In the February issue of The Leadership Challenge newsletter, we shared some of our experiences putting the power of The Five Practices of Exemplary Leadership® to work with The Five Behaviors of a Cohesive Team™. In that first article, we demonstrated a variety of ways to leverage the synergies between these two models. One synergy we cited is the shared fundamental belief that to improve performance leaders and teams need feedback. This article expands on that theme, and focuses on how to pair the LPI®: Leadership Practices Inventory® with Everything DiSC®, a key component of The Five Behaviors program. Everything DiSC is a personality assessment tool that measures behavioral preferences and tendencies. When used together, DiSC and LPI can produce a powerful set of insights, actions, and results for your coaching clients.
The power of this combined approach rests in the respective focus of each tool. The LPI is an external lens that helps leaders better understand how they “show up” in the world. They get a powerful 360 degree view of what behaviors people observe them exhibit, and with what frequency. DiSC is an internal lens that helps leaders appreciate how their innate preferences, tendencies, motivations, and stressors may shape their typical behaviors—including those measured by the LPI. The combined insights can accelerate the outcomes a leader achieves from a coaching partnership.
Leveraging the LPI
At the outset of a new coaching engagement, we make it a point to help leaders fully appreciate two of the most valuable aspects of the 30 behaviors in the LPI: 1) they are evidence-based and positively correlated with business performance, employee engagement, and customer satisfaction; and 2) anyone can do every single behavior. Every leader is in control of whether and how often they do or do not exhibit the behaviors. No special skills are required. They don’t need permission from a boss, or any special DNA-based qualities to lead effectively. Being the best leaders they can be is much more about awareness, intention, focus, and practice. We remind leaders that, after all, they are already leading—perhaps just not frequently enough.
However, as coaches, we recognize that certain behaviors come more easily to some leaders than others. Perhaps that’s a result of the values they were raised with, the strengths their high-impact role models demonstrated, or their own experience of works for them. But we also believe that core aspects of their personality and how they’re “wired” can influence their leadership behaviors.
Leveraging the Power of DiSC
When leaders complete the Everything DiSC research-validated assessment they get a customized report that helps them discover their own DiSC style—the preferences, motivators, and priorities that drive their behavior when interacting with others. In addition, it provides insight into others’ styles—bosses, direct reports, teammates, or colleagues—along with tips to help leaders better understand how to make more meaningful connections with people of various styles. The Everything DiSC model, featured below, displays the high-level personality characteristics of each style.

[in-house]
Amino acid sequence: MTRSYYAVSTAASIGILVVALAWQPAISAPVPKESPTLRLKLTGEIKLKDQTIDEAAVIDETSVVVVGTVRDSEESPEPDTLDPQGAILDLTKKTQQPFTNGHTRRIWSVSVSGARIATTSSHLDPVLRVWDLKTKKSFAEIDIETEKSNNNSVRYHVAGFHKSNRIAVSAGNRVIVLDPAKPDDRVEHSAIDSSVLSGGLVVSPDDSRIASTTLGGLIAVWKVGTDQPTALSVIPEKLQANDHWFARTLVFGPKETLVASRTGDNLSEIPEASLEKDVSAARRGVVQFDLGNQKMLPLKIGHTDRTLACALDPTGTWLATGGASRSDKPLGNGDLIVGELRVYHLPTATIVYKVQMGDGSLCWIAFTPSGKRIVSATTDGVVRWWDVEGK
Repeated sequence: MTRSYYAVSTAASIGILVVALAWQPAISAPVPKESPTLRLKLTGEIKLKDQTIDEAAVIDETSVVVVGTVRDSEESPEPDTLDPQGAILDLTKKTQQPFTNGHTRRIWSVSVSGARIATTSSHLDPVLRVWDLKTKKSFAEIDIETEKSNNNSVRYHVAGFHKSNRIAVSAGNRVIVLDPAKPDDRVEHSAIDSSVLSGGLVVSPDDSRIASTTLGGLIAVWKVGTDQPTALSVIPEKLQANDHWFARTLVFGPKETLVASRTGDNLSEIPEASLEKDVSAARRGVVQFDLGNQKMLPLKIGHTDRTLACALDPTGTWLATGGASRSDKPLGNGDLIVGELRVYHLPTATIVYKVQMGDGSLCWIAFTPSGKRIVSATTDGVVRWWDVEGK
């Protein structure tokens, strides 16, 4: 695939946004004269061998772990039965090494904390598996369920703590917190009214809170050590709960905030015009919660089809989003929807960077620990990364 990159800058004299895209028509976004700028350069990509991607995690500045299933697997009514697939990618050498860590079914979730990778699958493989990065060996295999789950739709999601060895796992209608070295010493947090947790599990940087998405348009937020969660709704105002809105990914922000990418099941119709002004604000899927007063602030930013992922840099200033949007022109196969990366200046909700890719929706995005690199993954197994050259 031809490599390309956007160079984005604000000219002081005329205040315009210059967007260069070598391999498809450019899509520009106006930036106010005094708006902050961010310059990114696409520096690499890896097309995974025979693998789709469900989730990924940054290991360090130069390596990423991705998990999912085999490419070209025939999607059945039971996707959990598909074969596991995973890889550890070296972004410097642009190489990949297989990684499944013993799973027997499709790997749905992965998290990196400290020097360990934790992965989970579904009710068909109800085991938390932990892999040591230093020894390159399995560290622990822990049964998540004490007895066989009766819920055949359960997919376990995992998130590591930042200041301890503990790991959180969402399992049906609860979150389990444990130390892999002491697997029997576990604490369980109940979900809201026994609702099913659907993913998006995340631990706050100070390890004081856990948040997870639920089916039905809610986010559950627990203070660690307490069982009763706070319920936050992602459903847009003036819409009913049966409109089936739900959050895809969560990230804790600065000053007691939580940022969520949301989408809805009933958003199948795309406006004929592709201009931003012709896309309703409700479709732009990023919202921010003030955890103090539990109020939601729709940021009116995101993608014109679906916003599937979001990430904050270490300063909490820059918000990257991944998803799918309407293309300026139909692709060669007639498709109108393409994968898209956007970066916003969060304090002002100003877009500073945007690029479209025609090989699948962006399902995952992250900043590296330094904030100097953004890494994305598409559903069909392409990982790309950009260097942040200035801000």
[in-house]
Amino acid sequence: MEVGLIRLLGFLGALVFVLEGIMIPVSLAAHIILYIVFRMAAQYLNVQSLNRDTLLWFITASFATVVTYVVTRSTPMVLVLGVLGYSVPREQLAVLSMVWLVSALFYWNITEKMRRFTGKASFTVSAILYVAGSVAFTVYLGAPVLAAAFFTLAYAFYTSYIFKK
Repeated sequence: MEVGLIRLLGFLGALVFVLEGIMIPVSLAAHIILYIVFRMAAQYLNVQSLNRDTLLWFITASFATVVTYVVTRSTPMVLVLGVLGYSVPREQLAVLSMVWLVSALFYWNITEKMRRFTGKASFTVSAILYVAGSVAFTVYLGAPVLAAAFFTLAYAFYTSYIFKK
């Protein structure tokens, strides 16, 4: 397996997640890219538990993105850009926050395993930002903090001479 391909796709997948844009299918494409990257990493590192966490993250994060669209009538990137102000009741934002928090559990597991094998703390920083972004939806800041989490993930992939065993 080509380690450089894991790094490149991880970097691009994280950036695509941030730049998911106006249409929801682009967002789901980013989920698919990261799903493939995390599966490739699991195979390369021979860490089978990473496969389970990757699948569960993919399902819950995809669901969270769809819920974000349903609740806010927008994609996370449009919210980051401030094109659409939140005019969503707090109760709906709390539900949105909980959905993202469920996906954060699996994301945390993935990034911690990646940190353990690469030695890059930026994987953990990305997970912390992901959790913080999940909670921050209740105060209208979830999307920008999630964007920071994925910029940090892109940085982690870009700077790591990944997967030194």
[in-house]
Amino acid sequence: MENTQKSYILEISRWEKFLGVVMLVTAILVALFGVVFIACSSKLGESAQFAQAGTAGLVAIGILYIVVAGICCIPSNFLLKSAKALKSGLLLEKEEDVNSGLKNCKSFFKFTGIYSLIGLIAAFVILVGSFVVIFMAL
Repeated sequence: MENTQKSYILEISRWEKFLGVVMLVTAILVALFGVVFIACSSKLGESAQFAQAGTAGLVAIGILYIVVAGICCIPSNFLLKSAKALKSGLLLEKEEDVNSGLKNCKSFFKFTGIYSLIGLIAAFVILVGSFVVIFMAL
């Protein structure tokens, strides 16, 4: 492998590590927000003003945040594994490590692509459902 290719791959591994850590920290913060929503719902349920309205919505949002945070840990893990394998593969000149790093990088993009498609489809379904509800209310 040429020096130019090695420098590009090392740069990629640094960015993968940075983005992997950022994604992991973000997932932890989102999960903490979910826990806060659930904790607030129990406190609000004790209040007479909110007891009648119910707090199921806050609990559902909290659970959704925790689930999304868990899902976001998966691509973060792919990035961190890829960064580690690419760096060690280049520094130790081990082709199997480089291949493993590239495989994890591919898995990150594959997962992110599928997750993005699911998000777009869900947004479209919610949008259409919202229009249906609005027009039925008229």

When you combine the insights delivered from the DiSC profile report to the “outsight” that the LPI provides, you can engage a leader in a tailored conversation about their leadership. For example, consider two of the behaviors that are part of Enable Others to Act: Actively listens to diverse points of view (# 9); and Treats others with dignity and respect (#14). As you look at the DiSC style descriptors above, you might conclude that leaders with the Dominance style may have difficulty with these behaviors. Indeed, people with the D Style tend to be very driven and results-oriented. To people with different styles, statements that D Style leaders believe are honest, clear and efficient may feel disrespectful and rude. And their desire to get to results quickly may make others feel like their views were not fully considered. D Style leaders may also need to work very hard to remember to celebrate accomplishments and victories. In fact, the description of the Dominance style includes the following: “When you reach your goals, you may not always take the time to celebrate. Instead, your attention tends to quickly shift to the next goal.”
Now let’s consider the Practice of Challenge the Process, which involves looking outward for innovative ways to improve taking risks. Because people with a Conscientiousness style tend to value accuracy, stability, and precision, these risk-taking behaviors can feel very uncomfortable. They ask lots of detailed, analytic questions about new ideas and tend to want lots of time to make decisions and assess risks. The unknown aspects of experimentation and taking risks go against their nature.
When using the LPI and DiSC tools together, it’s critically important to note that there is no “best” DiSC Style for leaders to have. D Style leaders can absolutely excel at both Enable Others to Act and Encourage The Heart and C Style leaders can engage frequently in Challenge the Process behaviors. It just may take more work.
As a coach, the beauty of using these models together is that you can help leaders understand they will likely need to be more focused, more intentional, and employ more strategies to ensure their innate preferences do not inhibit their progress. There is strong value in the combined power of the internal and external views offered by DiSC and LPI respectively. And for a coach, that’s value well worth leveraging as we “liberate the leader in everyone!”
This article first appeared in The Leadership Challenge Newsletter at www.leadershipchallenge.com. It was co-authored by Amy Dunn, a Certified Professional Coach and a Certified Master of The Leadership Challenge. Amy’s work focuses on facilitation, coaching, talent management, team building, and meeting design. She can be reached at [email protected].